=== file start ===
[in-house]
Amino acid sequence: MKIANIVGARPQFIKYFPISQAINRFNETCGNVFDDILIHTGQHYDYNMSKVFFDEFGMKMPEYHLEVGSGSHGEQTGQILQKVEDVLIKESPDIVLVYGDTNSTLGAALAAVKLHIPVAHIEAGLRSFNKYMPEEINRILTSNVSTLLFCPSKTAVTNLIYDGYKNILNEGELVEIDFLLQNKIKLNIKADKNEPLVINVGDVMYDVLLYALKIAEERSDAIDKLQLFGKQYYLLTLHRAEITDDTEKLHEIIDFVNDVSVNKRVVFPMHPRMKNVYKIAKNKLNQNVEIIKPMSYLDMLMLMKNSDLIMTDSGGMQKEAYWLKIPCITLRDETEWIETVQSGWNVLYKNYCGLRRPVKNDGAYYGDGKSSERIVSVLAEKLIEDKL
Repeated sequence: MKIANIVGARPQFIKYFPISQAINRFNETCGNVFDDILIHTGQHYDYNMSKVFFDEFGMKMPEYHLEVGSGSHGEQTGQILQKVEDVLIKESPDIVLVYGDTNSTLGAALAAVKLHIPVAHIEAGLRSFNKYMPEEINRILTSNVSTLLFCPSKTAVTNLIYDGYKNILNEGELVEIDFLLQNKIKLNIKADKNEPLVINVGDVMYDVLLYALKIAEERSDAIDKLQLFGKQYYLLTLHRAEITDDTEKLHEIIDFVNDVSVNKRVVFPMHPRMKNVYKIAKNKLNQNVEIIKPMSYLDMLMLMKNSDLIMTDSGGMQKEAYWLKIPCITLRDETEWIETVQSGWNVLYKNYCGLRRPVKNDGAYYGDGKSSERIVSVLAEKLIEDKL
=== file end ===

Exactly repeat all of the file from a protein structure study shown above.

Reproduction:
[in-house]
Amino acid sequence: MKIANIVGARPQFIKYFPISQAINRFNETCGNVFDDILIHTGQHYDYNMSKVFFDEFGMKMPEYHLEVGSGSHGEQTGQILQKVEDVLIKESPDIVLVYGDTNSTLGAALAAVKLHIPVAHIEAGLRSFNKYMPEEINRILTSNVSTLLFCPSKTAVTNLIYDGYKNILNEGELVEIDFLLQNKIKLNIKADKNEPLVINVGDVMYDVLLYALKIAEERSDAIDKLQLFGKQYYLLTLHRAEITDDTEKLHEIIDFVNDVSVNKRVVFPMHPRMKNVYKIAKNKLNQNVEIIKPMSYLDMLMLMKNSDLIMTDSGGMQKEAYWLKIPCITLRDETEWIETVQSGWNVLYKNYCGLRRPVKNDGAYYGDGKSSERIVSVLAEKLIEDKL
Repeated sequence: MKIANIVGARPQFIKYFPISQAINRFNETCGNVFDDILIHTGQHYDYNMSKVFFDEFGMKMPEYHLEVGSGSHGEQTGQILQKVEDVLIKESPDIVLVYGDTNSTLGAALAAVKLHIPVAHIEAGLRSFNKYMPEEINRILTSNVSTLLFCPSKTAVTNLIYDGYKNILNEGELVEIDFLLQNKIKLNIKADKNEPLVINVGDVMYDVLLYALKIAEERSDAIDKLQLFGKQYYLLTLHRAEITDDTEKLHEIIDFVNDVSVNKRVVFPMHPRMKNVYKIAKNKLNQNVEIIKPMSYLDMLMLMKNSDLIMTDSGGMQKEAYWLKIPCITLRDETEWIETVQSGWNVLYKNYCGLRRPVKNDGAYYGDGKSSERIVSVLAEKLIEDKL